Friday, June 5, 2015

It Is Not As "Easy As All" That In Rape Culture

Note to self: I AM the princess...

Did I really NEVER write a post in May?!?! What the heck is wrong with me!?

Oh, right. My calendar exploded. I have been having a HUGE amount of issues with my electronics (seriously. my email accounts have ALL been totally screwed.). And travel... lots of travel.

One of my travels was to my beloved New Orleans to appear in a show there: "Storyville Rising." Sorry, I do not really have any pictures from it. but trust me: I was AMAZING!

Honestly, how could I not be?
A few days before I left, my baby mama and I were having some dealings with our son's school - which became an involved process of calling the principal, then the superintendent, then the school board, then the janitorial services department... and so on and so forth. Trying to get a lot of issues we have noticed nailed down. One of the issues is that there have not been enough substitute teachers. Now, this is something I had tried to get signed in to do at the beginning of the school year (I have some experience at it), but there were all these certifications needed by the school system, and I was like "screw this nonsense," and it never went anywhere. BUT, apparently, a few months ago system began outsourcing substitute hiring to an outside company -- and so we signed up! Which led to a conversation with a young lady at that office, which led to this:

We told her, "Hey! There is this great restaurant our friend owns just down the street from this office. You should go there for lunch."

To which she replied, "I don't like to leave the office because sometimes  men follow me down the street trying to talk to me."

We were astounded. She would not walk one block to a restaurant on the chance that she might get catcalled?! Especially in our crappy little "city" - if you can really call it that... less than 155,000 people. How can it possibly be that bad?!

My girl, of course, gets approached all the time. She is generally amused by the horrid attempts to engage her in conversation (with guys yelling their telephone number at her, asking her if she has a man, complimenting her butt, that kind of thing... honestly, dude - why do you think that's going to work?), . My girl is not afraid to say "thanks but, no thanks." And when they start getting vulgar, or try to push it too far, she is really quick to shut them down. Hard, if need be.

“Do you talk to your mother like that?!”

Basically, publicly shaming the guy. All based on the idea that a bully, if confronted fearlessly, will inevitably retreat.

Cut to a few days later, I am in now New Orleans and around the breakfast table with three spectacular female burlesque performers and the discussion becomes about the nature of sexuality, sex work, performance, etc. (the show we are doing, Storyville Rising, is an immersive production set in a brothel in the infamous Storyville area of New Orleans, where prostitution and other acts were made legal for a time). I tell these ladies the story above, how my girl handles cat callers, and about how I hope to teach my own children to be strong and to handle bullying.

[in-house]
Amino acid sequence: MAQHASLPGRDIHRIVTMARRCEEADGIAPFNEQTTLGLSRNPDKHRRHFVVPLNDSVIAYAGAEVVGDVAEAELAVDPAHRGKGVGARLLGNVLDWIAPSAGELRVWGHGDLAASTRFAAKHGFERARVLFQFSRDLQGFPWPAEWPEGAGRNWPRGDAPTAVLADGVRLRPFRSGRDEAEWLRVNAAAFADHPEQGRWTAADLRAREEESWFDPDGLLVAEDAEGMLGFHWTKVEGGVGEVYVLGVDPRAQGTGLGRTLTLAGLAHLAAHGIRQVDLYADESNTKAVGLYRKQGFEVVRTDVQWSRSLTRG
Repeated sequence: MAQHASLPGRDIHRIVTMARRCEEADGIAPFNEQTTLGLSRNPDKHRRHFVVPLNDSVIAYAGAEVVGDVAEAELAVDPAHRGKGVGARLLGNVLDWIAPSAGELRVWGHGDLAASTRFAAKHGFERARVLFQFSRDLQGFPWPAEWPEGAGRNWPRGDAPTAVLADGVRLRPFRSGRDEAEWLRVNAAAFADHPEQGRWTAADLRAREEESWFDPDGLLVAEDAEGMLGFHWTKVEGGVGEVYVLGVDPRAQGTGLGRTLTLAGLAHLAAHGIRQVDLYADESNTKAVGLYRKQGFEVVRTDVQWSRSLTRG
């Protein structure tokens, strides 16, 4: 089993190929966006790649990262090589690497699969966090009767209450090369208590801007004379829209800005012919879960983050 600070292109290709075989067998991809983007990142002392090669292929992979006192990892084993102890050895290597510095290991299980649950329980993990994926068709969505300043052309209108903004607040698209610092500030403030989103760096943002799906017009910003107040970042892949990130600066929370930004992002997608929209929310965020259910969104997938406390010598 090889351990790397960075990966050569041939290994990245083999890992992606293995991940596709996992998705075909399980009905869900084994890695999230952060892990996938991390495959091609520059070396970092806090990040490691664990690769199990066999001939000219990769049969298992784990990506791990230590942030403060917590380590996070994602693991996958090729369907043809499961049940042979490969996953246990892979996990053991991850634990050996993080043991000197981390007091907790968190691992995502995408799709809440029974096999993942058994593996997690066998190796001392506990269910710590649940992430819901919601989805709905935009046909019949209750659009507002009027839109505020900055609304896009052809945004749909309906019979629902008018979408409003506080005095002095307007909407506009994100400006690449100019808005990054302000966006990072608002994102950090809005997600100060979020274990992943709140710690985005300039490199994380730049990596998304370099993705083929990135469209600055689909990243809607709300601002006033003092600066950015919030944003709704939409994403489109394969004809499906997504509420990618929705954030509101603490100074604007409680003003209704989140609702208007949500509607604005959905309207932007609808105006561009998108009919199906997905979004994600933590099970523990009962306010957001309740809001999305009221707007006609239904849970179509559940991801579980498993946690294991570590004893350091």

But instead of the approval I expect to receive, I am met by stony silence.

(uncomfortable silence)

So – what else could I do – I asked the ladies to enlighten me about what is wrong with my thought process about it. And I am glad that I did.

During the stories that followed of cat-callers not "getting the hint," and proceeding to follow, harass, and inevitably threaten these young ladies -- sometimes in full view of other members of the public who did nothing to step in (even with words) and stop it -- but, worse, often when no one was around... the threatening behaviors escalating while these women feared for their health, safety, and lives. It made me mad. It made me want to find everyone of these guys and bust their heads. 

As I was listening to these stories, I realized several times that I wanted to interject several times with my opinions -- which made me have to face a truth: I am just as infected with the white man's privilege as any other guy (luckily, I was smart enough to keep it shut). As you may have realized from the photos above, I am pretty pale, no matter what my ancestry may include. "The complexion for protection," is what I have been told it is. I am also pretty burly, and a trained fighter (so is my girl - she served in the military, and is pretty tough for being such a delicate flower).

One delightful lass from Ireland – who I just find so adorable that I could spread her on toast and eat her (which… now that I say that… seems kind of rape-y. ug.) said that she has never seen harassment like this in Ireland. Mostly, she felt, because Irish boys are raised to be more polite AND because Ireland just isn’t that big. So everyone sort of knows everyone, or at least knows someone of your family. Bad behaviors are going to get back to your granny eventually…

Her idea (and it is genius) is that when someone yells their digits at you, remember & memorize those digits!  THEN let her know them and she will call that person up as your elderly Irish granny (thick accent and everything) to interrogate that person as only your old granny can about their intentions to “court” you.

She had us rolling on the floor.

Afterward, though, as I bicycled around New Orleans a little bit, I really took some time to evaluate my general opinions... really measuring what my feelings were, as opposed to the hard information I got from other people. Their experiences, compared & contrasted with my own. Their feelings, compared & contrasted with my own. It helped that soon afterward, one of my friends shared this link to the Gentlemen's Guide to Rape Culture: